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Op-Ed: Puerto Rico needs to jump on developing C&IT

Author José Joaquín Villamil is founder of the Estudios Técnicos Inc. analyst firm.  (Credit: © Mauricio Pascual)

Author José Joaquín Villamil is founder of the Estudios Técnicos Inc. analyst firm. (Credit: © Mauricio Pascual)

I was glad to see the story on H. Calero’s views on the IT industry. The communications and information technology (C&IT) industry has been the focus of attention in a number of studies at least going back to the 1999-2000 A.D. Little/Estudios Técnicos Inc. study on S&T based economic development strategies.

Subsequently, the Puerto Rico Industrial Development Co. sponsored a report on a Roadmap for C&IT development in Puerto Rico and the subject was brought up in a number of private sector sponsored reports as well as in the PR 2025 Report.

As Ms. Calero mentions, the recently completed Boston Consulting Group report for the Economic Development and Commerce Department once again deals with the subject. Yet, there has been relatively little action in terms of placing the sector at the core of economic development strategies.

In 2010, Estudios Técnicos Inc. completed the first and, as far as I know, the only study on Cloud Computing for the Puerto Rico Science and Technology Trust. Microsoft provided support, including providing access to a similar report it sponsored in Ireland. Cloud Computing could have major impacts on the local economy and would be particularly important for strengthening the capacity of local firms to compete in a much more competitive global environment.

Puerto Rico still has a long way to go in terms of laying the basic infrastructure for a knowledge based economy but there are signs of progress. Every two or three years Estudios Técnicos completes a study on Internet use for the Sales and Marketing Executives Association.

The most recent one found, as Calero mentions, that 51 percent of adults had access to the Internet, a huge advance over the 35 percent a few years back. It also concluded that access to broadband was almost 100 percent among Internet users.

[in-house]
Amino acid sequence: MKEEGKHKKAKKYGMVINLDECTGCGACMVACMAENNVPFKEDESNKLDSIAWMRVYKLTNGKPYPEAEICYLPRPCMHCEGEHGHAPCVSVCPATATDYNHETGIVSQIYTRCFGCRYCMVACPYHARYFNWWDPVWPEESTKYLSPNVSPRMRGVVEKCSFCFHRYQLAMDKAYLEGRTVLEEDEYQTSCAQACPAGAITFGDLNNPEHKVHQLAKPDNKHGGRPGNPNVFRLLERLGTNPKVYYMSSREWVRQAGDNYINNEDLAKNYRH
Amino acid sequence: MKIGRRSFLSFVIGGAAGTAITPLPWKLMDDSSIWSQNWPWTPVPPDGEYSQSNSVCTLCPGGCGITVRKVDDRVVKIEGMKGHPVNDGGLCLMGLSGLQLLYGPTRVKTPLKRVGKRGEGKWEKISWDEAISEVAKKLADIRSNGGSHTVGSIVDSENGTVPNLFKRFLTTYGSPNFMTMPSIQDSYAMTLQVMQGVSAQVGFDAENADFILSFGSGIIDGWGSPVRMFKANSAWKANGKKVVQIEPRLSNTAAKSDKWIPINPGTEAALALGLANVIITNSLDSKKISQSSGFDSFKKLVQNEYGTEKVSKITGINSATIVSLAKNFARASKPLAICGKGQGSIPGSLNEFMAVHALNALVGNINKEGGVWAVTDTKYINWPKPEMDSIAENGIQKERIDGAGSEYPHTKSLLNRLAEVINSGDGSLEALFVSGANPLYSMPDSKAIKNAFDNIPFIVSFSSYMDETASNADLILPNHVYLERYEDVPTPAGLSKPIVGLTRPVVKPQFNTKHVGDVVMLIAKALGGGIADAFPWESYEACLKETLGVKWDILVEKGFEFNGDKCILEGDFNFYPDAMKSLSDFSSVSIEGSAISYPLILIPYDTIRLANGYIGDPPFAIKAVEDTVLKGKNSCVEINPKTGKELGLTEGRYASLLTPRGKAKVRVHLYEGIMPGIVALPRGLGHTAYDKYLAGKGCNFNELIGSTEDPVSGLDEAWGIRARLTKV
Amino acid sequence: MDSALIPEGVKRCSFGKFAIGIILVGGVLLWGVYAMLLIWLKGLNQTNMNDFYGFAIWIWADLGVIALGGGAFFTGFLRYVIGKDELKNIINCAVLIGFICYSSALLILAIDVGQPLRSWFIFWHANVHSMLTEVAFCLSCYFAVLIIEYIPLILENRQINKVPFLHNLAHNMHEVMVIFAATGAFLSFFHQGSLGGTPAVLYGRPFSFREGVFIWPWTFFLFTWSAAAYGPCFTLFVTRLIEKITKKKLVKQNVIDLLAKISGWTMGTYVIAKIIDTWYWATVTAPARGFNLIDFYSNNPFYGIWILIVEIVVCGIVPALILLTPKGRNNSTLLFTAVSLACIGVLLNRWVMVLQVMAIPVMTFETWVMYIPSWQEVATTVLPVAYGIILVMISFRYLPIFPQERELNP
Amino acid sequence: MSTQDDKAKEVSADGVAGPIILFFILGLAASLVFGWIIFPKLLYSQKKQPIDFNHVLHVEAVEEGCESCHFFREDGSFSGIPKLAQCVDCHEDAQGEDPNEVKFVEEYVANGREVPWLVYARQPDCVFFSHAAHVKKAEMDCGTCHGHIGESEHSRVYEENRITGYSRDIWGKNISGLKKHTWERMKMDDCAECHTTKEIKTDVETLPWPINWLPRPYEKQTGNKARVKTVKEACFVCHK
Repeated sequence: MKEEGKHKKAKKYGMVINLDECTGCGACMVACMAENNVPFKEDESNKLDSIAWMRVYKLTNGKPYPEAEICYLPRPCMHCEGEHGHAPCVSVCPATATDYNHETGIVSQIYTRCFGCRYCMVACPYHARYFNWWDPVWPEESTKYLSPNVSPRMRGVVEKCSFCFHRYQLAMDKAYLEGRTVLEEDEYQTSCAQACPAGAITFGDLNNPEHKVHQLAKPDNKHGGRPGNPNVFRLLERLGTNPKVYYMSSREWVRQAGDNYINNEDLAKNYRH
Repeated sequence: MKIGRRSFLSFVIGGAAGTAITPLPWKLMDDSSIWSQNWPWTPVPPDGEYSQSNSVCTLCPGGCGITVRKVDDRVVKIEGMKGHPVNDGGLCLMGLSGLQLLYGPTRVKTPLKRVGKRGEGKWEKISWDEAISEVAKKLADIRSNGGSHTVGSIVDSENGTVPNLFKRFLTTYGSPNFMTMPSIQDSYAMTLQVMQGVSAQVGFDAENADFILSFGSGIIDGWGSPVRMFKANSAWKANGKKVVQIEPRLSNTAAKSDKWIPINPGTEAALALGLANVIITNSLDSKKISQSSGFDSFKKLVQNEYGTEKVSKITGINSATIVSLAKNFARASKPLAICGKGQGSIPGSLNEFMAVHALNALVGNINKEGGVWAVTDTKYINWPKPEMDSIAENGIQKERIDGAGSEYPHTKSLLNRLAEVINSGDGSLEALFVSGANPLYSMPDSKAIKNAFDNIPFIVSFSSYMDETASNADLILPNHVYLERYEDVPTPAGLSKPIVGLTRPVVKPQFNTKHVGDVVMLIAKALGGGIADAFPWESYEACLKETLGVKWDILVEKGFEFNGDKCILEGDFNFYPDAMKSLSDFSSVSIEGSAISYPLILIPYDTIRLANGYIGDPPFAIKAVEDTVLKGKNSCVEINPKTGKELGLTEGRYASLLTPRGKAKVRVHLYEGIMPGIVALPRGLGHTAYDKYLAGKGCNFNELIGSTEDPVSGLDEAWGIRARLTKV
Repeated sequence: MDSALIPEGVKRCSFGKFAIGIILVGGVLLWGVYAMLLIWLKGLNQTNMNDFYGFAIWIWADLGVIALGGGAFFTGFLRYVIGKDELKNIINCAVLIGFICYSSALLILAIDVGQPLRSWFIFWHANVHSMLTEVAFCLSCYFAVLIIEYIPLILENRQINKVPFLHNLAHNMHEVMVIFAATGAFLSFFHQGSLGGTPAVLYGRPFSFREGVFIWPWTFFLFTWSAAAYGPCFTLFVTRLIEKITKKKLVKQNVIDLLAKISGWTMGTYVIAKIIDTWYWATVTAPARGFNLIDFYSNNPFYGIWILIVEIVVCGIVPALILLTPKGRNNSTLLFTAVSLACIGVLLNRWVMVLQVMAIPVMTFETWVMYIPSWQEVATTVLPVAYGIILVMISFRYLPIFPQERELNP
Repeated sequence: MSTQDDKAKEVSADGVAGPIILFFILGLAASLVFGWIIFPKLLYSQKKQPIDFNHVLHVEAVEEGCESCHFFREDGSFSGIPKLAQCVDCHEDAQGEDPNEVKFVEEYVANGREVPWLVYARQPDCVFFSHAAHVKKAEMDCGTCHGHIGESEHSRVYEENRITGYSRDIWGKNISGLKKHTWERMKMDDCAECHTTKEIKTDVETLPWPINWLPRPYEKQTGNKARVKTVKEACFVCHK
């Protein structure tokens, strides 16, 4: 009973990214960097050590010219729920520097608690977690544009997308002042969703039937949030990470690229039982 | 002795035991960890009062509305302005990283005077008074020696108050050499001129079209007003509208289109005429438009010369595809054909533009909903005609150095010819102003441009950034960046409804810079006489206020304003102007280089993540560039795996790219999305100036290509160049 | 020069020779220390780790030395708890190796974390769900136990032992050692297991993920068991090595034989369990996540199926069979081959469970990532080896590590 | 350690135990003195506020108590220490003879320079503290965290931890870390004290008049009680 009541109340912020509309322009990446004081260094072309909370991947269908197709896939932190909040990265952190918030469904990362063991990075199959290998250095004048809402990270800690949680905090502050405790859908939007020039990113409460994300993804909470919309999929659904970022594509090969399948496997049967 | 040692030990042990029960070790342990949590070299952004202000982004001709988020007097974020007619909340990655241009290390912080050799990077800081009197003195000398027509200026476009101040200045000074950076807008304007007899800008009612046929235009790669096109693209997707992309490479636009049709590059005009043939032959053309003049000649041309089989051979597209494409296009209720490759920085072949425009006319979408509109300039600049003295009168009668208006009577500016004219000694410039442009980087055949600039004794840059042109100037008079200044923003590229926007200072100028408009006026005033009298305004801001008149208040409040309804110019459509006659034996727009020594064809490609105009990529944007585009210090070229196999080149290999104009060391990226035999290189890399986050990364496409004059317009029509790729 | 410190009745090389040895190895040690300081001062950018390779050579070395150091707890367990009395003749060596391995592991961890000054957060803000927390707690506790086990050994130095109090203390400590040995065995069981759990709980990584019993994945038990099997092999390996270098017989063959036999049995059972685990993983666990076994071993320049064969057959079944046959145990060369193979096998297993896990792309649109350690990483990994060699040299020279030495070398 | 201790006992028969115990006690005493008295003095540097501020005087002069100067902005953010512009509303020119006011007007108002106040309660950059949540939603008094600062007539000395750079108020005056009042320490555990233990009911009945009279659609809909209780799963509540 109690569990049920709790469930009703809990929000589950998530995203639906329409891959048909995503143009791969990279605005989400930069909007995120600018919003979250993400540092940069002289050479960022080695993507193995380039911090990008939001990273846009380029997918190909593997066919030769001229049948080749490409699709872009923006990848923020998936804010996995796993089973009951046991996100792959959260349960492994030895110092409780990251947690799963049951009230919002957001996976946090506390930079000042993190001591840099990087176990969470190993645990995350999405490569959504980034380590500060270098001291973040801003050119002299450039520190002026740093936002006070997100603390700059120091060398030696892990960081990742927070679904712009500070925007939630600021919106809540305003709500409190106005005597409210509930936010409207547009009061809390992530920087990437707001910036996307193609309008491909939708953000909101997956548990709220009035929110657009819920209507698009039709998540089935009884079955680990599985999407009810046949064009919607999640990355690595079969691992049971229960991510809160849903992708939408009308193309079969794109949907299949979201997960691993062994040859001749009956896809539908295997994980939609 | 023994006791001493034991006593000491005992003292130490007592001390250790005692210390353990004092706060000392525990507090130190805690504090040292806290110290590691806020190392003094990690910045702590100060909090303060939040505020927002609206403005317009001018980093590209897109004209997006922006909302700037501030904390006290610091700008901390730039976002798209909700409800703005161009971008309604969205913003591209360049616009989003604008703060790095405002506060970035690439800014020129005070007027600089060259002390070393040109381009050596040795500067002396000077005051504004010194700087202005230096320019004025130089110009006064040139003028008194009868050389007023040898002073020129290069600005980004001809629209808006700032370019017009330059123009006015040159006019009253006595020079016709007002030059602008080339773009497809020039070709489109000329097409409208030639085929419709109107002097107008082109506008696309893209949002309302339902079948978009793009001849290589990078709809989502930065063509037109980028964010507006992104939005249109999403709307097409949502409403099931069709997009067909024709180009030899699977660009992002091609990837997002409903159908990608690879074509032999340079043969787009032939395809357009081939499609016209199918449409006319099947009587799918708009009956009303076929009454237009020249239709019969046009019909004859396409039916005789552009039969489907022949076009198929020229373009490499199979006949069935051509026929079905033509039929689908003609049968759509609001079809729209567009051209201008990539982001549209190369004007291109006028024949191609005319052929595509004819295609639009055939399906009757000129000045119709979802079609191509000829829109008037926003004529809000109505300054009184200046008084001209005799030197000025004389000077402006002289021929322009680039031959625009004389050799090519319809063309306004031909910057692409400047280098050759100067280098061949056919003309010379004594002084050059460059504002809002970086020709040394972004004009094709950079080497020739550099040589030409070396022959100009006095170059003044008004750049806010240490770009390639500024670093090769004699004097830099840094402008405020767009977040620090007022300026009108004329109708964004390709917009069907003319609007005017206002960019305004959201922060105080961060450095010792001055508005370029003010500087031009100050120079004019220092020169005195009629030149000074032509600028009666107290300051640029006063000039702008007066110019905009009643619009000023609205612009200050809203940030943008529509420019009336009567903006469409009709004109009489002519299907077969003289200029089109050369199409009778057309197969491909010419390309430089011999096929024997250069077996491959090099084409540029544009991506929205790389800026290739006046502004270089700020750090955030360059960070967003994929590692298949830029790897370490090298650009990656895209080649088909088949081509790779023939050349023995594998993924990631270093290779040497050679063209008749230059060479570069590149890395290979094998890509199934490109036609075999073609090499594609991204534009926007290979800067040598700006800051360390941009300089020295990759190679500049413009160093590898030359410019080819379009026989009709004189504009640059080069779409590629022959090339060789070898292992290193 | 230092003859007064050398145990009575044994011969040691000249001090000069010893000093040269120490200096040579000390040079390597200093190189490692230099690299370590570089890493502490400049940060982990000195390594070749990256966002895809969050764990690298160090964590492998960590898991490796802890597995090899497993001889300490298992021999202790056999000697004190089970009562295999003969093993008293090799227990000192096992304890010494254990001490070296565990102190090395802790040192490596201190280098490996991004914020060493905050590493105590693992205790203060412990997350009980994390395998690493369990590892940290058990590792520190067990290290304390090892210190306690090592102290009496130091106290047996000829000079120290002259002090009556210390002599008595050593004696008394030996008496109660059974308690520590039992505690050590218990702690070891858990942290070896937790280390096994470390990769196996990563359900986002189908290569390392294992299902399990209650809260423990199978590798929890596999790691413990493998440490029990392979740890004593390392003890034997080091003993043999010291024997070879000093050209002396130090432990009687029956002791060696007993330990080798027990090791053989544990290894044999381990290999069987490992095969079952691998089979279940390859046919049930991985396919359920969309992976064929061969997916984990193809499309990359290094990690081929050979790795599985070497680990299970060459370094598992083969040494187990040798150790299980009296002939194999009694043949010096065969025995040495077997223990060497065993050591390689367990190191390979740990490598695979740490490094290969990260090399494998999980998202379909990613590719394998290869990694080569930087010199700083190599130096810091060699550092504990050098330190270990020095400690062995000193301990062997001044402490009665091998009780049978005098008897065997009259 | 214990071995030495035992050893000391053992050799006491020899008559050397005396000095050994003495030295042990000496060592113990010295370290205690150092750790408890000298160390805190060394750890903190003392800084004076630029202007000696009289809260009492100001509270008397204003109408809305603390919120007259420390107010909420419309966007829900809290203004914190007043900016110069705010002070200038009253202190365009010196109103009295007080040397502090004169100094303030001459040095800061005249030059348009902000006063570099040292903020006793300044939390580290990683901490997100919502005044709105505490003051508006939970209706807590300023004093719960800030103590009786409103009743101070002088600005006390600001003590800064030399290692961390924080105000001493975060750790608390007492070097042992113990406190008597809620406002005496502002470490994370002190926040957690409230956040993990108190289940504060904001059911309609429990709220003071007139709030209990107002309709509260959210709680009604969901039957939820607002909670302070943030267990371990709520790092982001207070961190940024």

There is a small but growing local C&IT sector that can provide the foundations for movement toward a knowledge-based economy. This group of local emerging technologies firms has been developing rapidly and many of them are already exporting services and establishing operations in other countries. My contention for some time has been that they can provide the foundations for the island’s economic development strategy.

Obviously, Puerto Rico needs to act aggressively to reach the level of our key competitors in C&IT. We still don’t have a clear blueprint on how to migrate to a knowledge based economy and looking at “best practices” makes it clear that such a strategy blueprint is essential.

A change in culture in agencies related to the C&IT sector is also needed. With respect to C&IT (as well as in other advanced services) a regulatory orientation has to be substituted by an emphasis on promotion of the sector.

Articles such as H. Calero’s will hopefully generate movement toward designing that much-needed blueprint.

Author José Joaquín Villamil is founder of the Estudios Técnicos Inc. analyst firm.

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This story was written by our staff based on a press release.

1 Comment

  1. David R. Martin January 11, 2014

    I commend and sincerely respect the aspirations of Mr. Villamil, Ms. Calero and others in proposing the C&IT sector as a leading strategy for Puerto Rico’s economic development. Yet for a very long time I have struggled to find substantial evidence that Puerto Rico has the baseline core competencies, institutions and technological traditions to be truly competitive in this sector.

    If one closely examines the resources and activities in which Puerto Rico and Puerto Ricans stand out, these have very little immediate relationship to C&IT. Puerto Rico is known for its spectacular tropical scenery and climate. Puerto Ricans have distinguished themselves at the very highest levels in the arts (including the culinary arts), music, fashion, literature, acting, entertainment, and professional sports.

    In my view, these resources position us as a world-caliber contender in an economy focused primarily on tourism, entertainment and professional sports. But this sector is currently grossly underdeveloped (only 14,500 hotel rooms?) and must pursued on a massive scale. This means many things, but mainly that we need significant (and sorely needed) investments in lodging and transportation infrastructure to host millions of visitors for entertainment and sporting events on a regular basis. For this purpose, I have proposed an entirely new city on the former grounds of Roosevelt Roads.

    After we’ve made the Island the exciting, dynamic and vibrant place it can be, then we might attract other industries such as C&IT. Scientists, techies and other talents from around the world will come because they can think of no better place to be than Puerto Rico.

    Details of my opposing view to PR’s “conventional thinking” on the high-tech sector can be found in my book “Puerto Rico: The Economic Rescue Manual” (2013).


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